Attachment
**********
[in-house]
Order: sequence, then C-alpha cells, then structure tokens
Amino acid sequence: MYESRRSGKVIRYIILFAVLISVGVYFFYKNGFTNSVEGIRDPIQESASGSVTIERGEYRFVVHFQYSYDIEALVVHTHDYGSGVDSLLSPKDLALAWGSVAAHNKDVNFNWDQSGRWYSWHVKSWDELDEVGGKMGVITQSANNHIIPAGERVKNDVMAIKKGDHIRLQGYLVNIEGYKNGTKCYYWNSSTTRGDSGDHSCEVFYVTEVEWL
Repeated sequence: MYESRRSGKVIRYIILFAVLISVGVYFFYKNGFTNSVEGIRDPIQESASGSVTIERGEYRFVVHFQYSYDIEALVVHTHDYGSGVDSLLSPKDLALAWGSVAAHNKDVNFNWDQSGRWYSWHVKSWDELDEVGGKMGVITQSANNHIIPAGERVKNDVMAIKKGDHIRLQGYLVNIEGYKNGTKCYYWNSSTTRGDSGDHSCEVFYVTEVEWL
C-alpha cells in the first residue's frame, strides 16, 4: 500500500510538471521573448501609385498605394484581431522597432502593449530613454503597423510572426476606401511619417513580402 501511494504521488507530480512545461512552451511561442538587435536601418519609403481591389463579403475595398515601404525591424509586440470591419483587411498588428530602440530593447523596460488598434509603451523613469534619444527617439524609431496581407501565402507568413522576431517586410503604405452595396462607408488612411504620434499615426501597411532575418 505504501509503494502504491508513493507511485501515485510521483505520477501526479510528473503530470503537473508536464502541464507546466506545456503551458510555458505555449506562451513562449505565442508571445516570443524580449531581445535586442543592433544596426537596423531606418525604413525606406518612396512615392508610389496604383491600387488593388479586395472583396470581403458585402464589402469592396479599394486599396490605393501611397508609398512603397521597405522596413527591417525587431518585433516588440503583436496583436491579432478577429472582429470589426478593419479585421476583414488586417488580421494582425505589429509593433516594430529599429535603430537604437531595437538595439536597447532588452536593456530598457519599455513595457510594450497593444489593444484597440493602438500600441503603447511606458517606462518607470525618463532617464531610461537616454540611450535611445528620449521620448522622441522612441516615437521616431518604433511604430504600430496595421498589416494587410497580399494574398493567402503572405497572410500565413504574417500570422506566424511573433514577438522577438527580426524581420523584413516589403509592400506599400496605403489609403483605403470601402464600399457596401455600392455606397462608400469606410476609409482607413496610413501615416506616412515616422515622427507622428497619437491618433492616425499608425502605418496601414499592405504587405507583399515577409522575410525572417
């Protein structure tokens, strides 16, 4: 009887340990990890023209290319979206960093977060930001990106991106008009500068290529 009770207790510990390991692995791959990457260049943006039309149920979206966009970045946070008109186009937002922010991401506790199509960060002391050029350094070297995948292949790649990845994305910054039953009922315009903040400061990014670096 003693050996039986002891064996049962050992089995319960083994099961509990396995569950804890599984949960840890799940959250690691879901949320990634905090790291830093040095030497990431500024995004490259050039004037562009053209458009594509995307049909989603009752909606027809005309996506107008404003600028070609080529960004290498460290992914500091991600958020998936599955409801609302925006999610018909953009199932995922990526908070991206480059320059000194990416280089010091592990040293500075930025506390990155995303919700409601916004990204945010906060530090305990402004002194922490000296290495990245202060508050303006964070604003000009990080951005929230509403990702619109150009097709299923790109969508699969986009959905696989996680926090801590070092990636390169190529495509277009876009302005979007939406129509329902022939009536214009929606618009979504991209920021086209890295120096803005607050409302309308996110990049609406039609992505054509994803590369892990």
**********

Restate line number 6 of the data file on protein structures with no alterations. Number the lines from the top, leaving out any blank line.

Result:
């Protein structure tokens, strides 16, 4: 009887340990990890023209290319979206960093977060930001990106991106008009500068290529 009770207790510990390991692995791959990457260049943006039309149920979206966009970045946070008109186009937002922010991401506790199509960060002391050029350094070297995948292949790649990845994305910054039953009922315009903040400061990014670096 003693050996039986002891064996049962050992089995319960083994099961509990396995569950804890599984949960840890799940959250690691879901949320990634905090790291830093040095030497990431500024995004490259050039004037562009053209458009594509995307049909989603009752909606027809005309996506107008404003600028070609080529960004290498460290992914500091991600958020998936599955409801609302925006999610018909953009199932995922990526908070991206480059320059000194990416280089010091592990040293500075930025506390990155995303919700409601916004990204945010906060530090305990402004002194922490000296290495990245202060508050303006964070604003000009990080951005929230509403990702619109150009097709299923790109969508699969986009959905696989996680926090801590070092990636390169190529495509277009876009302005979007939406129509329902022939009536214009929606618009979504991209920021086209890295120096803005607050409302309308996110990049609406039609992505054509994803590369892990």